The History of Writing and Reading – Part 18: The Origins and Development of English (Part 2 of 4)

[Editor’s note: This is the nineteenth of an ongoing series that examines the rise of writing – and therefore reading – around the world. We will be looking at the major developments and forces that shaped the written languages we use today. Links to all the previous posts are listed at the end of this one.]

The Anglo-Saxon foundation of Old English started to transition to Early Middle English in 1066, as William of Normandy conquered the British Isles. This event and its aftermath changed the entire social and governmental structure of the country, and it had a profound effect on spelling and word usage. The primary effect was that English usage, both spoken and written, was greatly reduced; consequently, there was no longer a need for any sort of standardization. And without schools and monasteries instructing the masses in Old English, the barely literate populace simply spelled both the old and the new words the way they sounded, producing a large number of different results.[1]

Throughout the Early Middle English Period (1150-1300), the Norman dialect of French rose to become the language of the nobility, and to this day, the British parliament still uses Norman French for certain official purposes.[2]  The two languages – the Norman and the Old English (Englisc) – merged over time, but we’re still burdened with the fallout of that event: words like “comprehend” and “respire” have their roots in Latin by way of Norman French, while their more common synonyms like “understand” and “breathe” are the “original” English words, which have a Germanic origin.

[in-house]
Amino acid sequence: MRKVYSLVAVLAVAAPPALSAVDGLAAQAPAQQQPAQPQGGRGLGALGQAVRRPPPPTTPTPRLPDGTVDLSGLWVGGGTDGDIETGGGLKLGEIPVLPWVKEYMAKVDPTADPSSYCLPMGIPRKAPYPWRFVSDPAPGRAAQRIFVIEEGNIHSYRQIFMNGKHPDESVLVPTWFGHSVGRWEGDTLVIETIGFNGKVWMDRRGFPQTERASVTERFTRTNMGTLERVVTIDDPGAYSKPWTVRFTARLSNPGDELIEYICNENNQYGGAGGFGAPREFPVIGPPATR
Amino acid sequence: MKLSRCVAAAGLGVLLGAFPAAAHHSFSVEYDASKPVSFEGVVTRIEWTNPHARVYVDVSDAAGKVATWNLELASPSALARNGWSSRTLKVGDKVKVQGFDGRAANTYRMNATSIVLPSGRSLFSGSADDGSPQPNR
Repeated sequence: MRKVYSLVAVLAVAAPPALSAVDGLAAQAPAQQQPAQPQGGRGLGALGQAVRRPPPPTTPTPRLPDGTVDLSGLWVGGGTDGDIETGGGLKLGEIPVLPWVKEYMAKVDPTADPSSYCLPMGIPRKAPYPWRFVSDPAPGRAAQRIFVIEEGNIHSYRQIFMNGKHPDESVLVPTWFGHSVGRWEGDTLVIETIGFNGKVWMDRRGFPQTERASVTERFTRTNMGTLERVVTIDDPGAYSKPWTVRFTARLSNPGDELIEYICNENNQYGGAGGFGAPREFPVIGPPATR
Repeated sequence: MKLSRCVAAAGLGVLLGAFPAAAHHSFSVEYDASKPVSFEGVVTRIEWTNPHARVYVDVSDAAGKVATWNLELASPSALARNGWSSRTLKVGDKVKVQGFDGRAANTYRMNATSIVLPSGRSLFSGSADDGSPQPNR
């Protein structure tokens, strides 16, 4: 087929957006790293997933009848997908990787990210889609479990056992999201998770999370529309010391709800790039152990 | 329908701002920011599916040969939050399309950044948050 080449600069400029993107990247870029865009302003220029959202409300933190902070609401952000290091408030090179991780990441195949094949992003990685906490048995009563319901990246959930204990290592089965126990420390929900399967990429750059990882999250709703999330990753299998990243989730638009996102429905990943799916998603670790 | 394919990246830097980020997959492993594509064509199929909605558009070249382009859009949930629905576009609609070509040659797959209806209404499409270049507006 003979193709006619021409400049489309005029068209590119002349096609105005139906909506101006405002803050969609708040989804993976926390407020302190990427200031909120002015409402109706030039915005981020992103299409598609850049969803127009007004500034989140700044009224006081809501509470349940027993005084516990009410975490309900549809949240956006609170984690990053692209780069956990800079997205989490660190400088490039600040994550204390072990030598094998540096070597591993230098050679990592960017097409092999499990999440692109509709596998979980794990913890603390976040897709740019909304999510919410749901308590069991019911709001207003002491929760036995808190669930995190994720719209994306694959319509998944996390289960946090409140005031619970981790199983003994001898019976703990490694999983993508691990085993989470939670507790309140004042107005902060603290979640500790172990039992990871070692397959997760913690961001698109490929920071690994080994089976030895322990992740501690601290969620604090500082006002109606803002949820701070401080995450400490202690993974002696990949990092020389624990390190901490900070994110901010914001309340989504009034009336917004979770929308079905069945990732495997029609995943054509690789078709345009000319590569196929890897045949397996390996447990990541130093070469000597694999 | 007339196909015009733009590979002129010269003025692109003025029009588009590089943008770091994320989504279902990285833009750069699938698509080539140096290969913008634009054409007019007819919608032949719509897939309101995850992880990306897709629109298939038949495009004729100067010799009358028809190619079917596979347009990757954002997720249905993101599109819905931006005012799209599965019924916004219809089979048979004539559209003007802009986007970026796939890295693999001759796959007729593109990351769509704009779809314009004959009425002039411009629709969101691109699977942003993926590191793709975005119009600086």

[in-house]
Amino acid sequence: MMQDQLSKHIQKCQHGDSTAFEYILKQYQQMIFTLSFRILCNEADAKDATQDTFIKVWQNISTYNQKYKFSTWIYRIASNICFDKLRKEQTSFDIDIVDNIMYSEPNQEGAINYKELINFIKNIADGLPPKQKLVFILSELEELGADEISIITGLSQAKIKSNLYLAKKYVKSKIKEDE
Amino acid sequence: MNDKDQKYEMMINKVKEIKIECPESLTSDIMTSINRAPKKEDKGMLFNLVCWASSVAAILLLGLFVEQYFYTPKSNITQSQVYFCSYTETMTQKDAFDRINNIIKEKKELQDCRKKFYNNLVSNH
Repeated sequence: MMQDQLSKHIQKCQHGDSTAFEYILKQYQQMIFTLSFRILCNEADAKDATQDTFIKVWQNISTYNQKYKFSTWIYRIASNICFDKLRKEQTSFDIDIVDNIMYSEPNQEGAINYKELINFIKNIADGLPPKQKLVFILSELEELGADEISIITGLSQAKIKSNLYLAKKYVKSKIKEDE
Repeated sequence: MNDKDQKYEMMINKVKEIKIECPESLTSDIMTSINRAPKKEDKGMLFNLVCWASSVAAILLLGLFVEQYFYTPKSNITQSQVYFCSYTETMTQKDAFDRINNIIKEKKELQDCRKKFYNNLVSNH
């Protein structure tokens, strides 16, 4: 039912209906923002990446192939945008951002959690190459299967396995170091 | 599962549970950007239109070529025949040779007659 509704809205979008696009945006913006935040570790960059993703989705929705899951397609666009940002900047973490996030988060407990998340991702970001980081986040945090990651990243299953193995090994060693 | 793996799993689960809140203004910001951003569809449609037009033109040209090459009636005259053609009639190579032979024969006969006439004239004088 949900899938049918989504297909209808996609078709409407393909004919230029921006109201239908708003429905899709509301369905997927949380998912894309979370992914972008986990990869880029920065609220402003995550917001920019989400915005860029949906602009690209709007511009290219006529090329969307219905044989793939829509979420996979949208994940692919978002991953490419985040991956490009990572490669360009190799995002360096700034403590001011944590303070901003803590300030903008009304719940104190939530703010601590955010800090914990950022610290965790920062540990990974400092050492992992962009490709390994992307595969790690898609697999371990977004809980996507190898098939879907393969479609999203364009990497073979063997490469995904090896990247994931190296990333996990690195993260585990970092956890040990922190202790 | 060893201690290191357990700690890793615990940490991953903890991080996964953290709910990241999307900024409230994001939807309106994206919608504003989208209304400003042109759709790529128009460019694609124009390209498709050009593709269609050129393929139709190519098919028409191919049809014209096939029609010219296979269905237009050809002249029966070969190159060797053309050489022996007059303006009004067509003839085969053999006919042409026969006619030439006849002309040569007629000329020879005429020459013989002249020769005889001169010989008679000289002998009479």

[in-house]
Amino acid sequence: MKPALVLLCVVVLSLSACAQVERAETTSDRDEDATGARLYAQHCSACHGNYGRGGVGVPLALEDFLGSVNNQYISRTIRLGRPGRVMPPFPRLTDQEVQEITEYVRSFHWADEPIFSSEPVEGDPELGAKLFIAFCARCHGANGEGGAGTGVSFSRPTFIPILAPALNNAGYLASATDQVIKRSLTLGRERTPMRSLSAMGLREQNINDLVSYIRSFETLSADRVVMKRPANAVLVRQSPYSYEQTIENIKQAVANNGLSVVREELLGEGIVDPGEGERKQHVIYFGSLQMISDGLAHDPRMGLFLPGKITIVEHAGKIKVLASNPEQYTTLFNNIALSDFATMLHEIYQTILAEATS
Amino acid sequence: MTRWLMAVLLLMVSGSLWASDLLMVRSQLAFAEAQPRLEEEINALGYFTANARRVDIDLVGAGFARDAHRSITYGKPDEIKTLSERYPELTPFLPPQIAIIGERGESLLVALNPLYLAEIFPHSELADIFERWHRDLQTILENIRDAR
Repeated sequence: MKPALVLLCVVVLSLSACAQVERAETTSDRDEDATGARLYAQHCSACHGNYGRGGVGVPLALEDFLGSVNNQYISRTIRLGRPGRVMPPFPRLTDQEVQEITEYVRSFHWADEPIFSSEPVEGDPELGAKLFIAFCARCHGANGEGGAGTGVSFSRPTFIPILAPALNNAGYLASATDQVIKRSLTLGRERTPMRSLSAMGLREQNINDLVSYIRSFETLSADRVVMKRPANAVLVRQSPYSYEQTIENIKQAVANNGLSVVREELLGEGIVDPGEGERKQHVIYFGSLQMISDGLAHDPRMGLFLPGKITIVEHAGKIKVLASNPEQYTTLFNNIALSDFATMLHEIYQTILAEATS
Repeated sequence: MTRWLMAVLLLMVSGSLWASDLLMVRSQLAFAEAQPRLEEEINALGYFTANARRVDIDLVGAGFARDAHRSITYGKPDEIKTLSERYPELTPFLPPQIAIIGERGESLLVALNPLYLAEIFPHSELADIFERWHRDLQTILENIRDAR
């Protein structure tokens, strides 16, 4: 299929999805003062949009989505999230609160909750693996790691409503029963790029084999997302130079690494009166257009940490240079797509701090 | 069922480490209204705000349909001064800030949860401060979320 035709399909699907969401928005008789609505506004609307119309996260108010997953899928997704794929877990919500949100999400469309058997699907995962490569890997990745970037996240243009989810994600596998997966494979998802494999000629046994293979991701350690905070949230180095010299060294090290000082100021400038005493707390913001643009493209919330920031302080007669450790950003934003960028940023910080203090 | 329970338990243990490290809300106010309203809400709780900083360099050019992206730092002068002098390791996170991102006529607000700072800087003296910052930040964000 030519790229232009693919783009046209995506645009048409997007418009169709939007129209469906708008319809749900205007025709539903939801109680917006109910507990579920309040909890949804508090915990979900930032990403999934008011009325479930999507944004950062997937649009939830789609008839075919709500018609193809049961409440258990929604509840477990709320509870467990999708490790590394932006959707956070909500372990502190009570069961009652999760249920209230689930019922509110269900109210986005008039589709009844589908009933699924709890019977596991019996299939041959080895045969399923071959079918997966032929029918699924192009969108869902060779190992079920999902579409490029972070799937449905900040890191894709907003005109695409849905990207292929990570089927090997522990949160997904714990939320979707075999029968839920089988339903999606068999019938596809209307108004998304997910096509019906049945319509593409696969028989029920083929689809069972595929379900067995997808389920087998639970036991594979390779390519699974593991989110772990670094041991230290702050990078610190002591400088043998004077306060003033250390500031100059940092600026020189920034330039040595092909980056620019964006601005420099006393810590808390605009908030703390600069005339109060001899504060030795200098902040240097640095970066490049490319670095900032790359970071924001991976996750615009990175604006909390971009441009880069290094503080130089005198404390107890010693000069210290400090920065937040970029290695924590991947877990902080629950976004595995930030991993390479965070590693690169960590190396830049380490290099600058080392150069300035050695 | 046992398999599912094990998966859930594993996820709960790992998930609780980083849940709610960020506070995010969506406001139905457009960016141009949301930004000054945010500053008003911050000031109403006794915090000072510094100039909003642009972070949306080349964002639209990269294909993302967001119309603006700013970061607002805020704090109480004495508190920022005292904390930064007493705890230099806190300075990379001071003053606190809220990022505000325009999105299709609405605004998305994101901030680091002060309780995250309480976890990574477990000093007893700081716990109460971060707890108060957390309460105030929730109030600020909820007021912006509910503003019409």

A second effect was that, after the conquest, many of the scribes were either French or French-trained, and their norms for sound representation were very different from the English. The letter c, as an example, was used in French to indicate an /s/ sound in many loanwords coming from the Latin; the letter c in the Roman writing system represented a /k/ sound, but it changed from a /k/ into an /s/ before front non-low vowels. One can see this in the Latin civitas /kiwitas/, which then evolved into French cité, from where we get our word city. A similar sound change as Latin evolved into the Romance languages gave rise to the use of the letter g for both a /g/ sound and a /dȝ/ sound (such as the g in “goat” vs. “gesture”). Like the /k/ split, the orthographic mismatch of the letter /g/ and the sounds it stood for migrated into English with the introduction during Middle English of large numbers of French loanwords that contained the new /dȝ/ sound.[2]

As well as introducing new vocabulary to the English language, the Normans also changed the spelling of some words. For example, the Old English hwaer, hwil and hwaenne became where, when, and while, even though the “hw-” spelling more accurately reflects how the words are pronounced. There were also some areas that used spellings that didn’t reflect a word’s pronunciation but, instead, its etymology (i.e. “debt” gained its silent “b”, reflecting its origins in the Latin debitum).[2] In addition, the Old English genitive -es survives in the –’s of the modern English possessive case, but most other case endings disappeared during this time, including most of the dozen or so forms of the definite article (“the”).[1]